Action vs. Being Verbs
• Being Verb: The gravel road was on the left side
of the barn.
• Action Verb: The gravel road curled around the
left side of the barn.
• Being verbs function like passive voice, but can
effectively convey a mood of passivity when a
passage requires it for effect.
• If a student has difficulty replacing a being verb
with an action verb, the being verb may belong
Painting with Adjectives
Shifted Out of Order
• Purpose: to amplify the details of an image, creating a
spotlight that intensifies the image
• Why? To avoid overloading descriptions with too many
consecutive adjectives in normal order, a signature of
childish writing
• Weak: The large, red-eyed, angry bull moose charged the
• Strong: The large bull moose, red-eyed and angry, charged
the intruder.
• “And then, suddenly, in the very dead of night, there came
a sound to my ears, clear, resonant, and unmistakable.”
Sir Arthur Conan Doyle’s The Hound of the Baskervilles
Combining Strokes
Example 1
Then it crawled in. A spider, a repulsive, hairy creature, no bigger
than a tarantula, crawled into the room. It crawled across the floor up
onto his nightstand and stopped, as if it were staring at him. He reached
for a nearby copy of Sports Illustrated, rolled it up, and swatted the spider
with all his might.
He looked over only to see a hideous mass of eyes and legs. He had
killed it. Just then, another one crawled in, following the same path as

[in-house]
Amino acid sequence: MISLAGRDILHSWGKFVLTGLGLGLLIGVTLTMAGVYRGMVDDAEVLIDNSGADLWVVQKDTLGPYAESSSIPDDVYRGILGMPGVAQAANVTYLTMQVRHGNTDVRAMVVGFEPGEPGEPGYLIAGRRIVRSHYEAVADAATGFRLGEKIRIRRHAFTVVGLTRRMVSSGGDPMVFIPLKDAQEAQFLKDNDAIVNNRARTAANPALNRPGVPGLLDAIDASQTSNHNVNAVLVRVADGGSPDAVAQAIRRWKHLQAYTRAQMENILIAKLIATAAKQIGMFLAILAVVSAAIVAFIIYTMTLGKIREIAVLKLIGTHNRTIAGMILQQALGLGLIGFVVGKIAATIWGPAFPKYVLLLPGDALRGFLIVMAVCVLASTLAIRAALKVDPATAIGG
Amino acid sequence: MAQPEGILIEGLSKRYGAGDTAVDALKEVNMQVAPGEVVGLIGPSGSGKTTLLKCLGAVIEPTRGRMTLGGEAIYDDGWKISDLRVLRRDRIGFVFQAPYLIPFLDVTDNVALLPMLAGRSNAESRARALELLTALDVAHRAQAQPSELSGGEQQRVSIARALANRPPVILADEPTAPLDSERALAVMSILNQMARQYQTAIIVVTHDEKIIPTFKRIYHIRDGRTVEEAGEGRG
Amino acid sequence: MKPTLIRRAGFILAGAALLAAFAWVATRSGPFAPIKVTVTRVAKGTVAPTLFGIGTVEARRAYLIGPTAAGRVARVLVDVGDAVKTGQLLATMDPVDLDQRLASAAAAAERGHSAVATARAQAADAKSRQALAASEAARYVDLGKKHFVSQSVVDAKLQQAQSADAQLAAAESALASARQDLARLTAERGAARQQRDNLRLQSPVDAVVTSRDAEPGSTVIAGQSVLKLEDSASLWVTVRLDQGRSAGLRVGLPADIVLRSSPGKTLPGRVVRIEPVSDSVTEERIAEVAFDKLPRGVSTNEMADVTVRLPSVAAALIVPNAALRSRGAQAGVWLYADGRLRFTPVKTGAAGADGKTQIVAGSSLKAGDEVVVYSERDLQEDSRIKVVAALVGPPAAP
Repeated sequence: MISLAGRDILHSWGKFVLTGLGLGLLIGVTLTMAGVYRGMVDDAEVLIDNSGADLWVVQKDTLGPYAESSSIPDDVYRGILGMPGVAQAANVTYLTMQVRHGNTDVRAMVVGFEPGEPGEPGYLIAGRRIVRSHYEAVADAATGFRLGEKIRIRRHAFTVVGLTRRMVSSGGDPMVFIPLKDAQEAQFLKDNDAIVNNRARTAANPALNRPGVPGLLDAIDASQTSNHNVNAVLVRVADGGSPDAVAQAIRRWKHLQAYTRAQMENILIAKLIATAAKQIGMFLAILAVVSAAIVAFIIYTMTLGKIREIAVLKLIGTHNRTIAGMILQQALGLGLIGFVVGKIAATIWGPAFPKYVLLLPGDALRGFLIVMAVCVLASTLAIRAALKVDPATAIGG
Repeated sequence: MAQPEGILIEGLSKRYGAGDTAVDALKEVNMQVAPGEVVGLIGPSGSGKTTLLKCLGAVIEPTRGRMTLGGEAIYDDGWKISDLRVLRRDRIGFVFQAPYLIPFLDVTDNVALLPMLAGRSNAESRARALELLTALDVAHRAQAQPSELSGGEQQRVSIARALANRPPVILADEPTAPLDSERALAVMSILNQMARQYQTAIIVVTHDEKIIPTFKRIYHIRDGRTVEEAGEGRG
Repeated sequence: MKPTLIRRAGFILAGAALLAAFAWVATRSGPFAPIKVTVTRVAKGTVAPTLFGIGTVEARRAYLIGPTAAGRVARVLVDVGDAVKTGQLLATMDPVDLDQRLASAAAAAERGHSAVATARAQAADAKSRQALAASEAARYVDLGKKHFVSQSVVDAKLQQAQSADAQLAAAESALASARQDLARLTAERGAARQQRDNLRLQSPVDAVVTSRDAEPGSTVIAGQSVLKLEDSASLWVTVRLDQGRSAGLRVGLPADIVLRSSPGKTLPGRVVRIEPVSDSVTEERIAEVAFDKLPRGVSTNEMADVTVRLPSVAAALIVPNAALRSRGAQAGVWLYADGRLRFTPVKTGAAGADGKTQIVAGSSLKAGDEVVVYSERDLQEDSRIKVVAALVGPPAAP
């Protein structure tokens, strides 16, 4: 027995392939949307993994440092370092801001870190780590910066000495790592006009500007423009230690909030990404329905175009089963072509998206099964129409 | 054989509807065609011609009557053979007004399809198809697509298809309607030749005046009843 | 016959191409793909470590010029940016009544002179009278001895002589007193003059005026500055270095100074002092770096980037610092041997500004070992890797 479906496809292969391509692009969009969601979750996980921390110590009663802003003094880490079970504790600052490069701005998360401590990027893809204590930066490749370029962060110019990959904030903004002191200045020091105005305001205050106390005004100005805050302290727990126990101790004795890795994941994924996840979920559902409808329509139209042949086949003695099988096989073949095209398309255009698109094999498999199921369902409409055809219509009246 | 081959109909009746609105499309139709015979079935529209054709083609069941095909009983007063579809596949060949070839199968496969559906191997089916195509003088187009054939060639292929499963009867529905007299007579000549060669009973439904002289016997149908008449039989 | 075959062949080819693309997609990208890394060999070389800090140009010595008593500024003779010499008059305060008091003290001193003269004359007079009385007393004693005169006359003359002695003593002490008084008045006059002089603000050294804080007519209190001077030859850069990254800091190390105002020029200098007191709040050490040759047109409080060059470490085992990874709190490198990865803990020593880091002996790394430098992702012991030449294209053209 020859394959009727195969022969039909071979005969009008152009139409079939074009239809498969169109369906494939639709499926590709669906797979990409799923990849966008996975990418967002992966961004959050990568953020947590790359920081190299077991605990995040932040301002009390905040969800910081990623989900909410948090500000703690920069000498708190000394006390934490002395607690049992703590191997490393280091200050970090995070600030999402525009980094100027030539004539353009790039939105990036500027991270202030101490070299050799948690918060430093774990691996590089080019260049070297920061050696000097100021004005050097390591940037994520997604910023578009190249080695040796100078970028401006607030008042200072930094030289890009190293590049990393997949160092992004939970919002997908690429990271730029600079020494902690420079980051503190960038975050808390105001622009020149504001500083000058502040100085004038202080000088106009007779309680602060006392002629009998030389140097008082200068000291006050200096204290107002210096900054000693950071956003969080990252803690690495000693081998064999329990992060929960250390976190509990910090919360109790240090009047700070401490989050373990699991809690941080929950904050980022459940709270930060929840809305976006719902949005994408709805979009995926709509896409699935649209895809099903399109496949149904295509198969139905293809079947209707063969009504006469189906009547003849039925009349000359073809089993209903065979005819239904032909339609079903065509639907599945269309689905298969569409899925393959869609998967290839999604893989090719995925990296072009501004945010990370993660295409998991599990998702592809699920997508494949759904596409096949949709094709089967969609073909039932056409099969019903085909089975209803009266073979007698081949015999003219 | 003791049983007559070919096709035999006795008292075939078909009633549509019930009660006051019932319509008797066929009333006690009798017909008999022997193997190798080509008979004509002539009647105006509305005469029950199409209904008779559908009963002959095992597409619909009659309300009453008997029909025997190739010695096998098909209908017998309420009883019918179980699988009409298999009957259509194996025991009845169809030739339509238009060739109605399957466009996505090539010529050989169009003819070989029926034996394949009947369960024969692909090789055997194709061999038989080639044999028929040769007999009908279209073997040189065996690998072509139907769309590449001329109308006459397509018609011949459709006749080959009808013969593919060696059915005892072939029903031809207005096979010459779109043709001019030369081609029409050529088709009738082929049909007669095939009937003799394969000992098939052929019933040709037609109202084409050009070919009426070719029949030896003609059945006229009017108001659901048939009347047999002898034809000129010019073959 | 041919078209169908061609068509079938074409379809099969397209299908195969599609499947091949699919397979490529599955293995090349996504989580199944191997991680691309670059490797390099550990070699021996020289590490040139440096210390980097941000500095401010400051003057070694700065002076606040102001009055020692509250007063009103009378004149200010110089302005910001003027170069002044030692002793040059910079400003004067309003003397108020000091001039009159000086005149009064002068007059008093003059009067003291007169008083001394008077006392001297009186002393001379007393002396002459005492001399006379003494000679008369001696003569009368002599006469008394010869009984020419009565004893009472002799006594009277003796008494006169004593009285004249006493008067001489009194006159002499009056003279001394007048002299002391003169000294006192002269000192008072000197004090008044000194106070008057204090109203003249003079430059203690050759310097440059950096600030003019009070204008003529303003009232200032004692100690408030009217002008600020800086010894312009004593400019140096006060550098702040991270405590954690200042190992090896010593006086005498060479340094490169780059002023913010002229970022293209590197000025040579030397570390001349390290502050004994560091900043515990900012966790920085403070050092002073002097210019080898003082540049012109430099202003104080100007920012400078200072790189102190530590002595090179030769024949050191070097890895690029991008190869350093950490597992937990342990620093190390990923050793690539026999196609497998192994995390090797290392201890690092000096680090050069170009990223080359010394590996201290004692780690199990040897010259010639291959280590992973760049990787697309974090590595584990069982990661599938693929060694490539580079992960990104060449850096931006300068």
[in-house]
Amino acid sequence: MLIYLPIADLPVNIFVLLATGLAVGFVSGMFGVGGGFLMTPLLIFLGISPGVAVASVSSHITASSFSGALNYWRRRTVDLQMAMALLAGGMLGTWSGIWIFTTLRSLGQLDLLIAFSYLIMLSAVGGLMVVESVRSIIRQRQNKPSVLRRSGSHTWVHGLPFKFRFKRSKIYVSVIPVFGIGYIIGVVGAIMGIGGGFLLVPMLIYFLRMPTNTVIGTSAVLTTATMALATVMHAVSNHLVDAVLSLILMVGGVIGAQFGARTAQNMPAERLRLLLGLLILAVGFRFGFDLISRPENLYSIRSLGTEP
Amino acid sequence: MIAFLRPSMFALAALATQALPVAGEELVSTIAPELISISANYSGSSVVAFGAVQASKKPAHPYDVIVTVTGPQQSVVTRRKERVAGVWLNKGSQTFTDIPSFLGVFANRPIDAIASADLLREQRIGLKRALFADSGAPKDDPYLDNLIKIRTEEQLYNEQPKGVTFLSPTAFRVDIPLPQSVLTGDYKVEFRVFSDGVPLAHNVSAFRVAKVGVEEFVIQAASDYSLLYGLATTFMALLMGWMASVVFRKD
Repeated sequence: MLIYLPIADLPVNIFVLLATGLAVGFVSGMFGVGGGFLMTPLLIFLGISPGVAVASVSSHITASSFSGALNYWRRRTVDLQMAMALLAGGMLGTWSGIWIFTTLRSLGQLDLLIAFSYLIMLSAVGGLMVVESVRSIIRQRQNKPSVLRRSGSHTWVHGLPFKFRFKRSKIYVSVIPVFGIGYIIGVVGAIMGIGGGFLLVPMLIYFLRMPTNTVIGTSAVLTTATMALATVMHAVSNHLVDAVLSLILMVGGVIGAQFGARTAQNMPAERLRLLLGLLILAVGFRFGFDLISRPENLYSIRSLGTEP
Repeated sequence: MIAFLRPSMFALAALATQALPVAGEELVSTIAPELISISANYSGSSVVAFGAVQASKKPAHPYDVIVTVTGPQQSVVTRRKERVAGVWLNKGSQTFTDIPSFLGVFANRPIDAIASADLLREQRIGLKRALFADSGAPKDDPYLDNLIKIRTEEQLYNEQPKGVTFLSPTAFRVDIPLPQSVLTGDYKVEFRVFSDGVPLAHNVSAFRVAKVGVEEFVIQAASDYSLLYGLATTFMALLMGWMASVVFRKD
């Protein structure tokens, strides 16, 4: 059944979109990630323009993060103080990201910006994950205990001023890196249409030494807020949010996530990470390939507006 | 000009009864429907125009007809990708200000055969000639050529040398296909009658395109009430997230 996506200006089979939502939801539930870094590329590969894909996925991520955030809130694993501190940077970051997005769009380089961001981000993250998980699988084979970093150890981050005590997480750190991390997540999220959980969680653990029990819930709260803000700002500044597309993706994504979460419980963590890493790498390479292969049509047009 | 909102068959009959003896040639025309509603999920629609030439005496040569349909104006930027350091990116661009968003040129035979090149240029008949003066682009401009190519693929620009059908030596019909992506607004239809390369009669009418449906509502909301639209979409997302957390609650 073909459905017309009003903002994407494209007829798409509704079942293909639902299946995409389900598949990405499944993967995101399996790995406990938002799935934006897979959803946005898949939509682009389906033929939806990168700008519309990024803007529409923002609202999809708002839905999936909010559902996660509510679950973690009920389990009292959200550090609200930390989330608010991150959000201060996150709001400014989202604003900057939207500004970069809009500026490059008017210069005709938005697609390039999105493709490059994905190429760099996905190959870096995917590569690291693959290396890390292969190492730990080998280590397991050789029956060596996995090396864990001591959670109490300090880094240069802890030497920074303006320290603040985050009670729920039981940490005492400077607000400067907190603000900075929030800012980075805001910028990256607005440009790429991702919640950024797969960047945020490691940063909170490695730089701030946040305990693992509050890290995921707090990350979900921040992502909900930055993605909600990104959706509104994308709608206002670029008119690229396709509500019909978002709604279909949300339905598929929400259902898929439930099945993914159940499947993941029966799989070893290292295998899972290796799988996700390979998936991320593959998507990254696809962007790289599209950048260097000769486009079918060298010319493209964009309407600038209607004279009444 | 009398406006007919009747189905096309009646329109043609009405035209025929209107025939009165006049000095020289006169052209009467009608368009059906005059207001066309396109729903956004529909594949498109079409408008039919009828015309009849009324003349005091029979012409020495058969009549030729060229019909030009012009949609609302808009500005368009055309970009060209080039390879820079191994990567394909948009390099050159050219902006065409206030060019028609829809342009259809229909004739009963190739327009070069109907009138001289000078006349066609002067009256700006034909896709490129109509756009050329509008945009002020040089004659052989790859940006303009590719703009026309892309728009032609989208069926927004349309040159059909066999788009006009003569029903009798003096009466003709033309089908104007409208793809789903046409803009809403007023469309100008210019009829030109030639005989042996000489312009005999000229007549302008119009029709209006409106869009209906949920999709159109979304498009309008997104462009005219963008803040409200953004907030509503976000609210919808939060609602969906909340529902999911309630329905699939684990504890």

the first. He killed that one too. Then another one came, and another
and another. There were hundreds of them! Hands trembling, sweat
dripping from his face, he flung the magazine left and right, trying to kill
the spiders, but there were too many. He dropped the magazine.
Helpless now, his eye darted around the room. He could no longer
see the individual spiders. He could just see a thick, black blanket of
movement. He started squirming as he felt their fang-like teeth sink into
his pale flesh like millions of tiny needles piercing his body.
--Adam Porter, Eighth-grade
Combining Brush Strokes
Example 2
The old man, feeble and stiff, tenderly embraced his beloved cello.
A single tear slid down his wrinkled face. His arthritic hands shook as the
bow quivered back and forth. He wore an out-of-style jacket, an oldfashioned plaid. His shaggy eyebrows glistened with sweat, and his
sideburns grew overgrown and wild. His cello, a piece of art, was old and
had clearly been used. Decades of polishing made the wood shiny.
In a scratchy, weak voice, the old man cursed his hands for being so
stiff and sore. He suddenly gasped as a spasm of pain swept through his
arm. Exhausted, he gently laid his cello in the soft velvet case and
lowered himself onto his bed.
As he lay there, memories of his childhood started to stir in his mind.
He remembered coming home after school and practicing the cello for
hours. He remembered playing solos in his high school orchestra, and
then later in his life playing with world known orchestras. Smiling gently,
he brought his cello, his life-long friend and partner, close to him and fell
--Cary Cybulski
Combining Brush Strokes
Example 3
The Snake
Eyes darting,
lips parting,
the snake flicked its tongue.
Body slithering,
scales quivering,
its rattle beat like a drum.
Cold blood boiling,
body coiling,
the snake attacked its prey.
Feet scurrying,
paws hurrying,
the mouse could not get away.
--Michele Leighty
Eighth grade